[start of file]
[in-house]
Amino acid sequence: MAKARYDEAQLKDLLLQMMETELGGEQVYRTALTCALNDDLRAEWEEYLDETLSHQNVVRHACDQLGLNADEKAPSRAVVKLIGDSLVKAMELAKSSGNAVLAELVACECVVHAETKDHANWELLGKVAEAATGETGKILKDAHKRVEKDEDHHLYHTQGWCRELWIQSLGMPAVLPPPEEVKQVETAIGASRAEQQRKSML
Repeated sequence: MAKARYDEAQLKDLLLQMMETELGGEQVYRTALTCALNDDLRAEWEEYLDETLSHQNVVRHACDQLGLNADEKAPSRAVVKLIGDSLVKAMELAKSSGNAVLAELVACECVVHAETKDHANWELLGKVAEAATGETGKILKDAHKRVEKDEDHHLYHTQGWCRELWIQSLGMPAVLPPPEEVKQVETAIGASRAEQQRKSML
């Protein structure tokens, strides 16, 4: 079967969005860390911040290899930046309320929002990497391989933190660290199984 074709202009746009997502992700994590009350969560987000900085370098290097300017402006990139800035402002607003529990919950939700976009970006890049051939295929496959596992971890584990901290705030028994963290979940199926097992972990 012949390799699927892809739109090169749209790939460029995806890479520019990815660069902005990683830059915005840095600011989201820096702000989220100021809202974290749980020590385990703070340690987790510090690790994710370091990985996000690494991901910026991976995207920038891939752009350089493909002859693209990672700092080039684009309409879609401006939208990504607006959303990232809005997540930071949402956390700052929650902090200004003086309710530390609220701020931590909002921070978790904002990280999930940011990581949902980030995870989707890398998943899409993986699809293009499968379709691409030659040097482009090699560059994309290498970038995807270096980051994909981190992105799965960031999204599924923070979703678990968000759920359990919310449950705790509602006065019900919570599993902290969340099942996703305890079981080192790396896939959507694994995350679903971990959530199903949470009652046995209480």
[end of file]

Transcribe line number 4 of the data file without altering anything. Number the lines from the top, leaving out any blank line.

């Protein structure tokens, strides 16, 4: 079967969005860390911040290899930046309320929002990497391989933190660290199984 074709202009746009997502992700994590009350969560987000900085370098290097300017402006990139800035402002607003529990919950939700976009970006890049051939295929496959596992971890584990901290705030028994963290979940199926097992972990 012949390799699927892809739109090169749209790939460029995806890479520019990815660069902005990683830059915005840095600011989201820096702000989220100021809202974290749980020590385990703070340690987790510090690790994710370091990985996000690494991901910026991976995207920038891939752009350089493909002859693209990672700092080039684009309409879609401006939208990504607006959303990232809005997540930071949402956390700052929650902090200004003086309710530390609220701020931590909002921070978790904002990280999930940011990581949902980030995870989707890398998943899409993986699809293009499968379709691409030659040097482009090699560059994309290498970038995807270096980051994909981190992105799965960031999204599924923070979703678990968000759920359990919310449950705790509602006065019900919570599993902290969340099942996703305890079981080192790396896939959507694994995350679903971990959530199903949470009652046995209480």